An investigation by the Royal Institute of Chartered Surveyors (RICS) found that, against a line-up of popular finishes for the external skin, installed brickwork beat just about all of them on price.
What the RICS investigation showed is that you can have such qualities, without paying over-the-top prices. It analysed a wide range of data, from major price books to bills of quantities for live projects submitted to them last year. The projects, which covered a selection from across the UK, ranged in value from £356,000 to £10.5 million.
The study compared the installed cost per square metre for brickwork against a string of rival external finishes. These included simple fibre cement sheets, different types of rendered blockwork, timber weatherboard, PVC cladding, plain tile cladding, ashlar stonework, and, at the top end of the price range, curtain walling and patent glazing.
Some of the highlights were:
According to the RICS, the materials that came in for less than brickwork included options with a lower life expectancy or high life cycle costs, such as single fibre cement sheeting and painted render. In its conclusion, the RICS notes: ‘Brick is a competitive option for the external skin. Most of the options that are less expensive in the study fall within the range of available facing bricks.’
Compare that with, say the price for timber, which rose nearly one third for softwood last year, thanks to surging demand in Asia, or glazed cladding, which has been hit by soaring costs for glass, aluminium and stainless steel.
Moreover, brick scores on ‘cost in use.’ With reasonable maintenance a brick wall will last indefinitely. Repointing might be necessary after 70 years but apart from that no regular maintenance is required. Moreover brickwork weathers gracefully and mellows with age.
The study, entitled ‘The Cost of Comparative Cladding Materials’ was produced in December 2007 by the RICS Building Cost Information Service (BCIS). Each of the agreed specifications was priced from current price books – Spon’s, Laxtons and Wessex – using standard assumptions as to quantity, location and site conditions. Data was then collected from 26 live projects, using Bills of Quantities. The following data was abstracted for the report: type of building, value of project, location, floor area, specifications of external cladding systems, unit rates for cladding systems, and identifiable ancillary costs.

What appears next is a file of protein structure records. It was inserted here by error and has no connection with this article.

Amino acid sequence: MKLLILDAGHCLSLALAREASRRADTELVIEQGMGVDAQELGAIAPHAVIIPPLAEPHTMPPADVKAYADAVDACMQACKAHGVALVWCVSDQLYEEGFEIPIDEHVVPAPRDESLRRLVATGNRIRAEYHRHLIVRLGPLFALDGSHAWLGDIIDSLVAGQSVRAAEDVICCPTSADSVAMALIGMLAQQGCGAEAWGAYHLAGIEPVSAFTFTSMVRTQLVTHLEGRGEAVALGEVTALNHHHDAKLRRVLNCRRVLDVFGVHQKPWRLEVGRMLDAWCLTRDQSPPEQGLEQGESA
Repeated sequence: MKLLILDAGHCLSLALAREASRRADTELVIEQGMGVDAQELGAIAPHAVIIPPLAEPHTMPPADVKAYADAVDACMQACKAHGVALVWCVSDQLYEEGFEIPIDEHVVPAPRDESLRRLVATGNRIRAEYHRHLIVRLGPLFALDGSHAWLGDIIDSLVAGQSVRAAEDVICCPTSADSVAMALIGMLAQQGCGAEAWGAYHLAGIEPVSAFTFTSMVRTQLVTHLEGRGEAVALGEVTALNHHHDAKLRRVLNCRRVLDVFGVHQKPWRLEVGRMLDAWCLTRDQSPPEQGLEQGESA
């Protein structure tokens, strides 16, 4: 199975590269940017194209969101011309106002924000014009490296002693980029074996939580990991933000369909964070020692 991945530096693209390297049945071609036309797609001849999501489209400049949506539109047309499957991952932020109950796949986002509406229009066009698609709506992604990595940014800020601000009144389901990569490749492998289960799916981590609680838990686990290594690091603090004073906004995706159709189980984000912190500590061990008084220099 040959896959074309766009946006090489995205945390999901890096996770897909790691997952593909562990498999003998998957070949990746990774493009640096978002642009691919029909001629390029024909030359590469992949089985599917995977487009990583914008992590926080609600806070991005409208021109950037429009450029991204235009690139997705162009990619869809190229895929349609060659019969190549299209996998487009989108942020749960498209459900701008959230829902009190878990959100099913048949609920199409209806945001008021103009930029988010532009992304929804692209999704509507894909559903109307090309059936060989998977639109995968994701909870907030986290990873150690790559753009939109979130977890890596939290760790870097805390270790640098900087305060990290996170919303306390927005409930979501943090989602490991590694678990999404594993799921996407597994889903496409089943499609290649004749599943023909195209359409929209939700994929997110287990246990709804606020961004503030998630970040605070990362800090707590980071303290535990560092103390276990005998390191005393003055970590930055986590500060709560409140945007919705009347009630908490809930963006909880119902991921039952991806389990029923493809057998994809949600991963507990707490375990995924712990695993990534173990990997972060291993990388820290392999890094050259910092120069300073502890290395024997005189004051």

BRE’s GREEN GUIDE A+ RATING
The BRE’s latest Green Guide to Specification has assigned the highest possible accreditation A+ to every external wall it rated that contained brickwork.
It states that the choice of external wall specification is probably subject to the widest range of practical, economic and visual considerations compared to other building elements.
The guide provides designers and specifiers with a user-friendly, yet authoritative guide to making the best environmental choices for materials and components. It is the industry bible for green ratings.
As the BRE’s Green Guide makes clear, sustainability is not just about the use of carbon-free materials. Nor is it just about the embodied energy accrued in its production and delivery from ‘cradle to gate’. It is about the total energy consumption of a product – including that used to maintain it, once it’s part of a building, and the fate of ‘end-of-life’ material.
As we are increasingly affected by global warming it is becoming more important to consider using materials that offer high thermal mass performance – clay brick is one such material.
Thermal mass is the ability to store heat – bricks absorb heat throughout the day slowly releasing it at night, ensuring internal temperatures are consistent throughout the day and night. The result is comfortable and healthy living and working environments in which to enjoy stable temperatures throughout the year. The diagram below depicts the stability in internal temperatures during the day and night.